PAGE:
One evening during rounds, the doctors decided that my catheter could come out the next morning. In preparation, they told me to drink a lot of fluids. I did as I was told, drinking lots of water and a soda (maybe two). Despite my intake, nothing was coming out in the catheter bag. The nurses kept coming in and admonishing me for not drinking enough fluids. I insisted I was. The nurses said the catheter bag was indisputable proof that I was not.
By 10:00pm, I was uncomfortable. My bladder felt like it might burst. I desperately needed to pee. But that made no sense—I had a catheter draining my urine. I tried to sleep, but instead spent the entire night in pain, holding my crotch (as if it would help), whimpering, and waiting for morning so they could take the goddamned catheter out.
When the docs arrived for morning rounds, I was wide awake (not typical for me), holding my crotch, and begging them to remove the catheter. The docs gave the order and the nurses quickly removed it.
As soon as it was out, I demanded a bedpan. I needed to pee, I insisted. The nurses told me it was a side effect of removing the catheter, and I didn’t really need to go. Instead, since I was awake so early, they delivered a pile of washcloths and a tub of hot water to my bedside.
“Since you’re up, you can take your rag bath early today!” the nurse sang.
As soon as the door closed behind her, I took one of the washcloths and held it to my crotch. I peed until it was soaked, wrung it out in the tub of water, and kept going. I peed and peed and peed. It was difficult to empty my bladder, thanks to irritation from the catheter, but I didn’t stop until I was done. I am pretty sure I peed for close to 15 minutes, not even kidding. I was so ashamed, but I didn’t know what else to do.
The nurse came back eventually to get the rag bath supplies. She looked at the tub of water, which was clearly now a tub of mostly-pee. She looked disgusted and angry.
“I told you I needed a bedpan,” I said, equal parts humiliated and upset that no one had listened to me.
The nurse stayed angry as she and another nurse emptied the pee tub and changed my sheets and mattress (which were soaked). As a parting shot, the angry nurse insisted on a plastic liner for my mattress. You know, in case the 15-year-old wet the bed again.
(37-year-old me wants to go back in time and punch that bitch nurse. How cruel can you be, seriously?)
Turns out catheters can become blocked. A sure sign of blockage is when urine stops draining.
Just skimming the surface
There are many more stories about my hospital stay. The roommates I had over the course of the month, from the scoliosis patient to the newly diagnosed cancer sufferer who confessed to a social worker in hushed tones that her stepfather had been molesting her. The nurses who would sneak into my room asking for candy from my stash, lovingly provided by friends and family. The shoeboxes full of cards that came in the mail, including one from Fort Leavenworth Federal Prison (“Hope you get out soon. Being locked up is bullshit,” it read). The three-hour-long phone conversations I had every night with The Boy, which kept me going through the entire month.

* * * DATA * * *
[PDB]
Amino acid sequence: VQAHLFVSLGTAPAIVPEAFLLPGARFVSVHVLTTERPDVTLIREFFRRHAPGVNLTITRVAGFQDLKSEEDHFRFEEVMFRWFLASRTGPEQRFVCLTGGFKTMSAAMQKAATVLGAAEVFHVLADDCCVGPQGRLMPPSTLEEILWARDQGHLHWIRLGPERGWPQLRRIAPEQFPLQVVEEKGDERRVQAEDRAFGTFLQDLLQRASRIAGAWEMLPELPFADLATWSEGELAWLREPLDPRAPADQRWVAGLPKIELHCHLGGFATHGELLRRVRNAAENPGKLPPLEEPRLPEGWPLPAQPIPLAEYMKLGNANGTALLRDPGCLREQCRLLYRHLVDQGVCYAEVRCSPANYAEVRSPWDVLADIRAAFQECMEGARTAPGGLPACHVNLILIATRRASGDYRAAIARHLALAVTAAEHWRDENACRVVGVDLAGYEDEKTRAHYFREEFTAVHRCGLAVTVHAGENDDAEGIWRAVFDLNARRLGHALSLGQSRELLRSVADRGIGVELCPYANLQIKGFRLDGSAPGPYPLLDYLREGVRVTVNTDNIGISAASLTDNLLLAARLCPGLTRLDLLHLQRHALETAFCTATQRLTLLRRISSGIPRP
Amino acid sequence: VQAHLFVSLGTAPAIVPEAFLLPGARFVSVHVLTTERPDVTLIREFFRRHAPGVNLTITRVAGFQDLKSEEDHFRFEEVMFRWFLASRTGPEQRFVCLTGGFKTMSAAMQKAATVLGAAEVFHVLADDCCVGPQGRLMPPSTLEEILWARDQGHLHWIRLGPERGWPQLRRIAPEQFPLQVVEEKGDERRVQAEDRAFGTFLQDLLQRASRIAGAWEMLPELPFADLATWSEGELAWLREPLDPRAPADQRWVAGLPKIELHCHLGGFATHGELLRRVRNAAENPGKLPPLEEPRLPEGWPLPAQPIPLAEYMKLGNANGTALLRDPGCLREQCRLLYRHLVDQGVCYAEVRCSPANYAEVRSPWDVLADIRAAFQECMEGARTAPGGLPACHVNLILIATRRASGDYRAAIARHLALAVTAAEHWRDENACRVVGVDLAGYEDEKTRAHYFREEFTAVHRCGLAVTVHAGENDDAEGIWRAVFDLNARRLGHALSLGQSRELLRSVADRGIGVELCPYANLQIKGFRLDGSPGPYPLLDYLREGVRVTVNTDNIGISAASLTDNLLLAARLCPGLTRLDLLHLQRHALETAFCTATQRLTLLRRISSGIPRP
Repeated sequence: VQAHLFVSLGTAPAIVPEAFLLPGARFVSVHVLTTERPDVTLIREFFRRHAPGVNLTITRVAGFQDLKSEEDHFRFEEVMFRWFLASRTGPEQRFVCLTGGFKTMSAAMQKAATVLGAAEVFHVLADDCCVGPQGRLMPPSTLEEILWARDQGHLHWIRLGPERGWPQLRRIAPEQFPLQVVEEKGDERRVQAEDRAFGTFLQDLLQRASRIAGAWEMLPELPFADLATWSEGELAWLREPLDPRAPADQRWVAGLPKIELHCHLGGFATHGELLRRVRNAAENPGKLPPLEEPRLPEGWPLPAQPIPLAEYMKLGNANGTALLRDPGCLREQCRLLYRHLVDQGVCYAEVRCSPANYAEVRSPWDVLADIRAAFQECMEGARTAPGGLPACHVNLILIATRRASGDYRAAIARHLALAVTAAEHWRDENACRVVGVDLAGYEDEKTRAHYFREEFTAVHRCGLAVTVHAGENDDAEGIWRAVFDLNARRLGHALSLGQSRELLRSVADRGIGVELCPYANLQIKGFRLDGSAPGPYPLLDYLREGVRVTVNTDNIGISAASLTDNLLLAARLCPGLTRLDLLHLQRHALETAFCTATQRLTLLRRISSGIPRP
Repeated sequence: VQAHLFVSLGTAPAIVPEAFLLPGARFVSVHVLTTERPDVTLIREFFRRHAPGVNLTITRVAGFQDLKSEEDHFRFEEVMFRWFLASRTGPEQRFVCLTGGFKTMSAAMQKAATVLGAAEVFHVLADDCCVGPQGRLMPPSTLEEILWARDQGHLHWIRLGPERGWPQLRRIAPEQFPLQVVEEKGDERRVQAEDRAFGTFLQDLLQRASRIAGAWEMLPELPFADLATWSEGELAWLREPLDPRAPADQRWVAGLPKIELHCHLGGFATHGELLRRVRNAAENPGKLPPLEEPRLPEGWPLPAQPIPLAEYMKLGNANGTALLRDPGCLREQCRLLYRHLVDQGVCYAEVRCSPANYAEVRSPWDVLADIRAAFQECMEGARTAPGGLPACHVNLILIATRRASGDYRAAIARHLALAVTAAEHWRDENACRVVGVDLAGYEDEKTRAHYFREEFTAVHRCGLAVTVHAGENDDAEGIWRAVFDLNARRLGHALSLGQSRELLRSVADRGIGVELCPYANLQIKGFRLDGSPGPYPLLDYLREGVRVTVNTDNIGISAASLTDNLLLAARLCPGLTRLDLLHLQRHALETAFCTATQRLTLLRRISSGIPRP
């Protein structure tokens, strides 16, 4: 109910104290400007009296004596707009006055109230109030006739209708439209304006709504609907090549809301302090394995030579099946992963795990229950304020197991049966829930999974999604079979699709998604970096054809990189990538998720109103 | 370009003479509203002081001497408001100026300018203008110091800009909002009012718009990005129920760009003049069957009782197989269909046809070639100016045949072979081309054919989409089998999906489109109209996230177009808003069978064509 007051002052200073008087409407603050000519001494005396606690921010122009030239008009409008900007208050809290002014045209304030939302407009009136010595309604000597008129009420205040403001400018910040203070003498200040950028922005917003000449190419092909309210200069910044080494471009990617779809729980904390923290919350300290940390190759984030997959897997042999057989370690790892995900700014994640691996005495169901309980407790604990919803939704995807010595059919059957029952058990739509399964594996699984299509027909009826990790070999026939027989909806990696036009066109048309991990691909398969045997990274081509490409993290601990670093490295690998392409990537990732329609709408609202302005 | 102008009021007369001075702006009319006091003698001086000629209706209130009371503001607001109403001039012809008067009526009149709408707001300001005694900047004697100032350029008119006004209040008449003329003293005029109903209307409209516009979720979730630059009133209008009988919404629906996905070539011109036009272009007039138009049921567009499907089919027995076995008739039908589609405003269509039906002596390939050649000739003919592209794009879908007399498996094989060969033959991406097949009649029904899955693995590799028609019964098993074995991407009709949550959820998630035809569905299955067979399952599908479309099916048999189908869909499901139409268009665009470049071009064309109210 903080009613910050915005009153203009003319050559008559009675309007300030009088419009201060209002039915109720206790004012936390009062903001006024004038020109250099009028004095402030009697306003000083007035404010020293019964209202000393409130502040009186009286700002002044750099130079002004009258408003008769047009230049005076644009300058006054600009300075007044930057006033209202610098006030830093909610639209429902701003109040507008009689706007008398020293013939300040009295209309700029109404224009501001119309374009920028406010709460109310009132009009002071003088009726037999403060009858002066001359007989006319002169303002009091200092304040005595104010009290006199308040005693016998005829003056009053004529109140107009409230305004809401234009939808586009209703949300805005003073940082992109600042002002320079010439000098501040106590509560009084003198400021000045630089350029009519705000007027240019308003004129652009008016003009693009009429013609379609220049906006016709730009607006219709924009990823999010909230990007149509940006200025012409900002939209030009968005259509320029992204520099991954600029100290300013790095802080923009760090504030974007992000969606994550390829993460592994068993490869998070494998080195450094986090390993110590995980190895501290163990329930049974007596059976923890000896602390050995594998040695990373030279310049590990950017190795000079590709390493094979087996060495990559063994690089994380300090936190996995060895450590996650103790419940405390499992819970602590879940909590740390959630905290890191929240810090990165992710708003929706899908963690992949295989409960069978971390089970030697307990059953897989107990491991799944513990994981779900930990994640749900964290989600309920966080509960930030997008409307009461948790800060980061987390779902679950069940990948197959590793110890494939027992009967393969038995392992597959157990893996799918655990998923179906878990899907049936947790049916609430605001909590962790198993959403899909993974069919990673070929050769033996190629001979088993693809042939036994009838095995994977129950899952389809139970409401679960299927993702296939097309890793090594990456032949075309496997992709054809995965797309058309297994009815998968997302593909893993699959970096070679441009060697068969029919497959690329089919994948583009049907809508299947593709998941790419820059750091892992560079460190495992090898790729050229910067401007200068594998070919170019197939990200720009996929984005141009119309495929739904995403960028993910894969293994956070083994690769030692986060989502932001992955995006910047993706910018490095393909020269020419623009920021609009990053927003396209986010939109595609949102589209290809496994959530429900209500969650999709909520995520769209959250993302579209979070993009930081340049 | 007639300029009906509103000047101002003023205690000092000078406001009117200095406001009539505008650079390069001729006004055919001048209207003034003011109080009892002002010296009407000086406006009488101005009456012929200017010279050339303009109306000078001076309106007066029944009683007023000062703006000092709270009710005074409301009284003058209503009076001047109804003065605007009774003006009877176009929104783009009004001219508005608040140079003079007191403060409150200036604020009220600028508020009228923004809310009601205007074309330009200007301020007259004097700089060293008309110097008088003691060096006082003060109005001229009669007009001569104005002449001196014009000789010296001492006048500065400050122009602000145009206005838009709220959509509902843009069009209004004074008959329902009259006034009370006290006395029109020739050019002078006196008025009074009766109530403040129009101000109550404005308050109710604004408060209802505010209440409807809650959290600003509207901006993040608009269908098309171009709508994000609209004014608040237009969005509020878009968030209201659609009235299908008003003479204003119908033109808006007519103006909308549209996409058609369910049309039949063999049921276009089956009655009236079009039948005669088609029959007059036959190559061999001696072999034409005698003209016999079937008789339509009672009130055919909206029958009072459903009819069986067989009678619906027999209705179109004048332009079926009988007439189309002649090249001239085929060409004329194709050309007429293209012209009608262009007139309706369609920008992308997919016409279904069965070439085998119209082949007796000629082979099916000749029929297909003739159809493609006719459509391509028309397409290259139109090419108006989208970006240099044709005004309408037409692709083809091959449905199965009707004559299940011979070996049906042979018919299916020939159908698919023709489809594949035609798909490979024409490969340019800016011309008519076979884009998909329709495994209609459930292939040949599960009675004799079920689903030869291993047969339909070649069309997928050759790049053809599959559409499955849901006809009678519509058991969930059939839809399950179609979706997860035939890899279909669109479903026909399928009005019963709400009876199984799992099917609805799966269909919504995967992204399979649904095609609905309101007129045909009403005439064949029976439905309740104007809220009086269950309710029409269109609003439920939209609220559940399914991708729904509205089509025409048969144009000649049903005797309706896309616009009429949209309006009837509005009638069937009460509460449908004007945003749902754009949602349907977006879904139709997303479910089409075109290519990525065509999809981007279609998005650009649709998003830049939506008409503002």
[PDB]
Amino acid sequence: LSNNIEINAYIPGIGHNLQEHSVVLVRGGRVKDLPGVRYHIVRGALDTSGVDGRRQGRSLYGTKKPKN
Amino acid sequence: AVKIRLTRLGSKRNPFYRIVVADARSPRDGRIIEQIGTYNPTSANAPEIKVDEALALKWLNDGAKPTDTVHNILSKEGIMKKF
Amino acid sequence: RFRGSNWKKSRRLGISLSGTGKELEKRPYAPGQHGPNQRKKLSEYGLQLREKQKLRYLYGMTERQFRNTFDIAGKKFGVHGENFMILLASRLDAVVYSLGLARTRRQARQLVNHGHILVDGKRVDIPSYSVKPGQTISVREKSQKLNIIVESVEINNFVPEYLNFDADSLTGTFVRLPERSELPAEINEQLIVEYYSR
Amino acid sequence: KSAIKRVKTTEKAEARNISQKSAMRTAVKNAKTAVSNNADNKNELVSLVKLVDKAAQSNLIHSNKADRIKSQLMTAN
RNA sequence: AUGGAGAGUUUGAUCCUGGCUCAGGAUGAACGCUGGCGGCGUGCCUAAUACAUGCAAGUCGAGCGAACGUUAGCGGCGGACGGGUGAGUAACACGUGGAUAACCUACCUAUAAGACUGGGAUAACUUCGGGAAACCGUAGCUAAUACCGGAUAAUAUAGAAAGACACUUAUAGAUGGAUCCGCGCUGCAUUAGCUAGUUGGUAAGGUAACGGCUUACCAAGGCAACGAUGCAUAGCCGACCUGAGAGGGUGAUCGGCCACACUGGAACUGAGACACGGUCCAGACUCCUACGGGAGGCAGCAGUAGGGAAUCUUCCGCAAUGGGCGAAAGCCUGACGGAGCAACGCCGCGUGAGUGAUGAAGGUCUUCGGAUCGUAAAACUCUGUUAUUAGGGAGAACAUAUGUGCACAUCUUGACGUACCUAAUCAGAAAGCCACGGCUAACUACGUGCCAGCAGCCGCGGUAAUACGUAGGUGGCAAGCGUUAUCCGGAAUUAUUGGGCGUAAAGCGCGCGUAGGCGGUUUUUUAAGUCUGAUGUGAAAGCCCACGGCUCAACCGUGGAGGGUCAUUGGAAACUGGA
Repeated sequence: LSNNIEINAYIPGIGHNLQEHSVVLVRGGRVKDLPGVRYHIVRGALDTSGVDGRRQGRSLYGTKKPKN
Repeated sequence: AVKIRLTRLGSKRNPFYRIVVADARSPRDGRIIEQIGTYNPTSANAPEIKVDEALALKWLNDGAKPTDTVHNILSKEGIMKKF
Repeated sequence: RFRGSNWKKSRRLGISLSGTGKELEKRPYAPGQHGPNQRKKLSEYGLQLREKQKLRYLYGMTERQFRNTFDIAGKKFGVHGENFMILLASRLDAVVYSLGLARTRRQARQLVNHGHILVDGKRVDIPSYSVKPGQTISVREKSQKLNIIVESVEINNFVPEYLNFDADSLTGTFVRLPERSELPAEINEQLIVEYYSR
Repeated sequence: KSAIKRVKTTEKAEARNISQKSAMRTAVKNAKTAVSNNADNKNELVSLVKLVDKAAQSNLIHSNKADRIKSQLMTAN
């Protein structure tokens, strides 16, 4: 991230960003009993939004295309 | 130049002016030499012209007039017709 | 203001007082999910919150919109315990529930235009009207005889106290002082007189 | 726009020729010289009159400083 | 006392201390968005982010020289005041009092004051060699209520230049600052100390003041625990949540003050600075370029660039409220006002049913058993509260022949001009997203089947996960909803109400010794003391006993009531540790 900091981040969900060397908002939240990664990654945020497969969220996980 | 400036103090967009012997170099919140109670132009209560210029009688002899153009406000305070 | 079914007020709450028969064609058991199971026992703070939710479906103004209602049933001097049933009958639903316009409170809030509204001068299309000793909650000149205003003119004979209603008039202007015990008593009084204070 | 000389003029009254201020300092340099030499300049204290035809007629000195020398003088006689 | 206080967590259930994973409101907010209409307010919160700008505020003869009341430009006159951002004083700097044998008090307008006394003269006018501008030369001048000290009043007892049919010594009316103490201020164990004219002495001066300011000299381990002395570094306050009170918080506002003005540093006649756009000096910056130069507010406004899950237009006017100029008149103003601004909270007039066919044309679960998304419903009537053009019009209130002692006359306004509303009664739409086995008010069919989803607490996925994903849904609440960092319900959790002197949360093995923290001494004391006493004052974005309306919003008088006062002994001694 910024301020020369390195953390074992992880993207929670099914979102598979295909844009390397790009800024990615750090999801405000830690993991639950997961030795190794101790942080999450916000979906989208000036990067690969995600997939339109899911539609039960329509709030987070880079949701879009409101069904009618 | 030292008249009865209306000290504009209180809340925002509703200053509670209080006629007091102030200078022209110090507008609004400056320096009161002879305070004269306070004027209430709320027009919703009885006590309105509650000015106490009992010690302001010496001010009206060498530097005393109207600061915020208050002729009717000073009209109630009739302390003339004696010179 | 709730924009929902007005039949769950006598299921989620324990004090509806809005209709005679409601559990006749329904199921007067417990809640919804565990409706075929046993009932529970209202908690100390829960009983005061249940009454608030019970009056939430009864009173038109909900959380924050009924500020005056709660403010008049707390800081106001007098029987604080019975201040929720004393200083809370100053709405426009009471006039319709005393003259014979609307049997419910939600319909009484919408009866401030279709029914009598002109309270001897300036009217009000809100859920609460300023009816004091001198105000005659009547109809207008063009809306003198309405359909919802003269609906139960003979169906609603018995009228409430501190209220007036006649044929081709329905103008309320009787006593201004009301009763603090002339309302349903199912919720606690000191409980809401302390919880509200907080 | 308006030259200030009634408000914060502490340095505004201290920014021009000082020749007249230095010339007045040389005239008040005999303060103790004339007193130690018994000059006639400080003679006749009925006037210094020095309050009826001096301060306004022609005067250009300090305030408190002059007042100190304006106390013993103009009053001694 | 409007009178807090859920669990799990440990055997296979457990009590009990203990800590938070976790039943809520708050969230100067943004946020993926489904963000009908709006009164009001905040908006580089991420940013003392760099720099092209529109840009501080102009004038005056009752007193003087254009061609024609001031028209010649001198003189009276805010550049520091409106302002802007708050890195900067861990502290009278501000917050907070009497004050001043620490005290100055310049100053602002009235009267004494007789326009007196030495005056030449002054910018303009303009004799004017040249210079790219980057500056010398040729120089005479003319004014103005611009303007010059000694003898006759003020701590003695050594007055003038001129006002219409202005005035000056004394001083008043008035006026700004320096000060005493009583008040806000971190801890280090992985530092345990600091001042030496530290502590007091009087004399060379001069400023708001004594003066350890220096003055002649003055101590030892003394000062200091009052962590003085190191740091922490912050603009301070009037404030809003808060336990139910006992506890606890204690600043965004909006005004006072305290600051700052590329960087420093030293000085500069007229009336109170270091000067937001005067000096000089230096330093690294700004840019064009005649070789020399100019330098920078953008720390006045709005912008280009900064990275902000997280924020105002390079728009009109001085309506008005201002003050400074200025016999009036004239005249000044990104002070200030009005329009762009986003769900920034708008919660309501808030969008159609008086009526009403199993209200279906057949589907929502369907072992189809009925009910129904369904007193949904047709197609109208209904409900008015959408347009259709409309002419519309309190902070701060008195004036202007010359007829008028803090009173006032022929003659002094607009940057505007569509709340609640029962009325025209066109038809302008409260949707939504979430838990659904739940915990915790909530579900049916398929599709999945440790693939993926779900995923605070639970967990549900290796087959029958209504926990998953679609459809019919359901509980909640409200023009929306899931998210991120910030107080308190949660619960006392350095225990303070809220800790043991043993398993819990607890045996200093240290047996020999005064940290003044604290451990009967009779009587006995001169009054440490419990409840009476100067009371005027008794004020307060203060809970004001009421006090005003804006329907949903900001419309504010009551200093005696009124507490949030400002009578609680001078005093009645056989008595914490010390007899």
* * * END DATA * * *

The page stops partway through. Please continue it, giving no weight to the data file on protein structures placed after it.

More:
When I was released, my parents asked The Boy not to contact me anymore.
“She needs to focus on getting better,” they told him.
But nobody told me.
I spent the next few months trying to learn to walk again and simultaneously dealing with a massive rejection from someone I cared about, and who I thought cared about me. When I called—something I only attempted once—he was cold, rude, and made it clear he was not happy to hear from me. I didn’t understand any of it.
My parents were trying to be helpful, but they unknowingly served up the most painful part of the entire ordeal. It was just a harmless teen romance, one that probably would’ve amounted to nothing. I have trouble believing that their intervention was necessary.
And then, 22 years later…
When my hip popped that night on Peanut’s bed, I winced. Because it hurt, yes, but also because I was scared. I’d never heard it make that sound before. And I’ve been waiting for that joint to rear its ugly head.
By the next morning, I was taking double doses of ibuprofen for the pain. By noon, I had a pronounced limp. It only got worse from there. I was terrified.
I spent the next two days in more pain than my hip had caused in 20+ years. Maybe it was finally happening. Maybe the hip was throwing in the towel.
Luckily, by Monday at noon, the pain started to disappear. By Tuesday, it was stiff but pain-free. Wednesday morning it was right as rain and completely back to normal. Thank goodness.
I’m 37 years old. The doctors predicted a hip replacement by age 30. They weren’t even close. My hip doesn’t cause me problems so long as I stay physically active. Exercise is like the grease that keeps the wheel (my hip) squeak-free.
That hip of mine will be around a while longer. Hopefully a long, long while.
Stupid, stupid, stupid
I was an incredibly stupid and reckless teenager. I simply had no concept of my own mortality, of how seriously injuring myself would hurt those around me.
I definitely didn’t think, “Hmm… if I stand up in the back of this truck, I might fall out, and I could end up injured for life, and when I’m a mom, I might not be able to tie my kids’ shoes, or exercise how I want to, because I’ll be f***ed up from this one stupid decision.”
But rarely do we think about consequences when we’re idiot teenagers, do we?
Now, excuse me while I scare my toddlers with the story of Mommy’s Broken Hip, in the hopes of protecting them from being as stupid as their mother was.